Late last year, the Minneapolis city council approved a proposal to divest itself from Wells Fargo and other banks with investments in the fossil fuel industry. Now Seattle is moving forward with a similar proposal which would punish the bank for both its fossil fuel investments and unscrupulous business practices. As in Minneapolis, however, it is unclear where the city plans to take its business.
Before leaving for its winter holiday, the council voted to propose legislation requiring socially-responsible investment policies, which includes a requirement that financial contractors provide the city with five years of data on unethical business practices and “prompt notice” of any potential claims of such practices.
The measure falls short of full divestment, said city staff, but still limits the amount of business the city does with Wells Fargo.
“As we understand it, [the measure] does not seek to divest from Wells Fargo at this time, but to not extend the contract when it expires on Dec. 31, 2018 (which is allowed under the contract) and to abstain from conducting any additional banking, investment or other business with Wells Fargo for at least one year,” said Seattle Communications Director Julie Moore.
The measure was proposed and lobbied for by Councilmember Kshama Sawant, a socialist and open supporter of the NoDAPL movement.
“The City of Seattle can make a strong commitment to environmental, economic, and racial justice by moving the $3 billion currently held in deposits with Wells Fargo to a financial institution that has the required social justice record. Other cities like Minneapolis and states like California are considering similar measures,” she said when proposing the new rule.
Sawant’s statement argued that the new policy was a justified response to both the bank’s investment in the Dakota Access Pipeline and other fossil fuel projects and its unscrupulous corporate policies. Although the measure parallels efforts by Dakota Access Pipeline protesters to divest major accounts from Wells Fargo, Seattle lawmakers were first concerned about the revelation that Wells Fargo employees had been opening fake accounts to charge customers additional fees.
This fall, Seattle curtailed its business with Wells Fargo, though it stopped short of full divestment. In October, the city voted to pull out of an upcoming contract to have Wells Fargo manage a $100 million bond financing for Seattle City Light, the public utility that provides the city’s electricity. This decision was driven not by the company’s connection to the fossil fuel industry, but rather the discovery that Wells Fargo employees had been opening fraudulent accounts and saddling customers with bogus fees.
Saying in a letter that the city “expected far better from its business partners,” Mayor Ed Murray, Council President Bruce Harrell, and Finance and Budget Committee Chair Tim Burgess vowed that the city would not recommence doing business with Wells Fargo until the bank provided details on how it plans to fix the problems it has created.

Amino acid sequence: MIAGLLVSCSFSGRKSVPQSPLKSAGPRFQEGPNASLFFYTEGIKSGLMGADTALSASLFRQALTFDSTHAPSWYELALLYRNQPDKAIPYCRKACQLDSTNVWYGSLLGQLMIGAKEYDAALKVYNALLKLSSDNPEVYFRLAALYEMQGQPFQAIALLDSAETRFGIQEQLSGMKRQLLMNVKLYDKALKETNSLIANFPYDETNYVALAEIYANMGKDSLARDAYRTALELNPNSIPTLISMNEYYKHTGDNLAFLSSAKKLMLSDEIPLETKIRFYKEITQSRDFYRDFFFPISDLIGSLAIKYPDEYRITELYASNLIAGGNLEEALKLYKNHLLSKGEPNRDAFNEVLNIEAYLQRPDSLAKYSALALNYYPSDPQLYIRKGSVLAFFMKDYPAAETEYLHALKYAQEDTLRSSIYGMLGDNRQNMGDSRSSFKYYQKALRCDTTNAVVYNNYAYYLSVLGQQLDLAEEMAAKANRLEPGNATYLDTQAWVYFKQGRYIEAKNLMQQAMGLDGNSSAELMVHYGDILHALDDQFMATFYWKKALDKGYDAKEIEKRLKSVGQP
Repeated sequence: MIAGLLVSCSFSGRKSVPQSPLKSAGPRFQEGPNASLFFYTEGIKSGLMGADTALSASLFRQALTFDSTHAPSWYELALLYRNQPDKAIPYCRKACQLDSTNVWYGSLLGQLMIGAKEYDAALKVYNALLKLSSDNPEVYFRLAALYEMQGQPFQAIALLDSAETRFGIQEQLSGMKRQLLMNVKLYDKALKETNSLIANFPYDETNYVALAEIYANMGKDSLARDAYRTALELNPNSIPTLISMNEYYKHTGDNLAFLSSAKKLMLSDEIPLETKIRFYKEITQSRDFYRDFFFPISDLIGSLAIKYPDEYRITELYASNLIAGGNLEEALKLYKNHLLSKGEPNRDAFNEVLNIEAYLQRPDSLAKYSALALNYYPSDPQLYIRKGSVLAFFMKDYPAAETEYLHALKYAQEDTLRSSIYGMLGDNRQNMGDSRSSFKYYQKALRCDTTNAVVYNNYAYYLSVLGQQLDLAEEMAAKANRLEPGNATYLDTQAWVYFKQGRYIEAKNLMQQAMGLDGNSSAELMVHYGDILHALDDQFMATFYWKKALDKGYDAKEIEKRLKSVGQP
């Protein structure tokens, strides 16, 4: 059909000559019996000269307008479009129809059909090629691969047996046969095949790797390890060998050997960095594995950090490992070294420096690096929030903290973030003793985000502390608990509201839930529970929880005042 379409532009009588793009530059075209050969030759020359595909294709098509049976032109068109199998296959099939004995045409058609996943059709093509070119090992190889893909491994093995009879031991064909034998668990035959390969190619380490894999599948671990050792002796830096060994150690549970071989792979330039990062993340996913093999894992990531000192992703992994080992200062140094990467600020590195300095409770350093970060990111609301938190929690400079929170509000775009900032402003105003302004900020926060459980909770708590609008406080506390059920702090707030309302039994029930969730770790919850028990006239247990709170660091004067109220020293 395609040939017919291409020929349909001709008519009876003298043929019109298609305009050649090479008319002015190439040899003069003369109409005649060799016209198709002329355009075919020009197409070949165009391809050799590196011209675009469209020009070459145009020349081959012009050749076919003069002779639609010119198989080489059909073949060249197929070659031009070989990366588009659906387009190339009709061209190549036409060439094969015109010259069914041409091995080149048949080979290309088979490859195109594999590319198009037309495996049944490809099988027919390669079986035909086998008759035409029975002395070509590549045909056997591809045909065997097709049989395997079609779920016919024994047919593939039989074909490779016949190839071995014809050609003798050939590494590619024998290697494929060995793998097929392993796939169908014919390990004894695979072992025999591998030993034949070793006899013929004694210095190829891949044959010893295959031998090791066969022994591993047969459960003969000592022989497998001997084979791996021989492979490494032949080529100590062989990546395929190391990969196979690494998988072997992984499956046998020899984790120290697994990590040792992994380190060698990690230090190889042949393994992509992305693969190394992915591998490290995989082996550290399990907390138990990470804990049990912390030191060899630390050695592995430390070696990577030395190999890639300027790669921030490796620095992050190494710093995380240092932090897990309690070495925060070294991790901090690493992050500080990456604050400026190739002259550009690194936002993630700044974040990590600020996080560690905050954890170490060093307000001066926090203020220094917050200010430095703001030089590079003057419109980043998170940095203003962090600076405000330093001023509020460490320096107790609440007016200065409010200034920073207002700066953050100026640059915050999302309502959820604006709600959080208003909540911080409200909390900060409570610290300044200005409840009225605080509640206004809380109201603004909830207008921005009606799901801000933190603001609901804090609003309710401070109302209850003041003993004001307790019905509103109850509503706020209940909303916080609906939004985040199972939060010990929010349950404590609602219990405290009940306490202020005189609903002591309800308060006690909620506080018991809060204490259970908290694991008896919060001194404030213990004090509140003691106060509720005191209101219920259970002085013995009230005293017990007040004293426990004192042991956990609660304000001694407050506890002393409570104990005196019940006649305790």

“Your organization’s underhanded practices greatly harm not only the customers who have been shouldered with bogus fees and unfairly reduced credit scores through no fault of their own, but also your own reputation and relationship with your institutional customers, including the City of Seattle,” the letter stated.
“The people of Seattle expect far better from the City’s business partners. In light of this, and effective immediately, we have concluded that we cannot continue to work with Wells Fargo as lender on the $100 million bond financing for Seattle City Light that was on track to close this month,” it continued.
At the time, Wells Fargo responded in a statement, saying that it was “disappointed” in the city’s decision but would continue to be a “committed community partner” in the area.
Even after the vote, the final results of the measure are uncertain. Wells Fargo won the city contract after a submitting a proposal in 2013. The city has yet to specify what alternative financial institutions it could turn to to provide necessary financial services, although, like in Minneapolis, some have floated the idea of a credit union.
The city council members and city finance committee chair did not return requests for additional information.
In January, the proposal will come before the city finance committee and, eventually, a full council vote. Afterward, it would still require approval from the mayor.
This is not the first time that the Seattle City Council has voted on a pipeline measure. Several years ago, the city was one of the first to divest its cash pools from fossil fuels. In 2014, it passed a measure “ensuring that the City’s cash pool is not invested in corporations and other entities whose primary business is the production of fossil fuels.” This policy primarily affected the city’s pension fund investments. Also, in September, the Council unanimously passed a resolution of solidarity with the Standing Rock tribe and its allies.
Article by Erin Mundahl, Inside Sources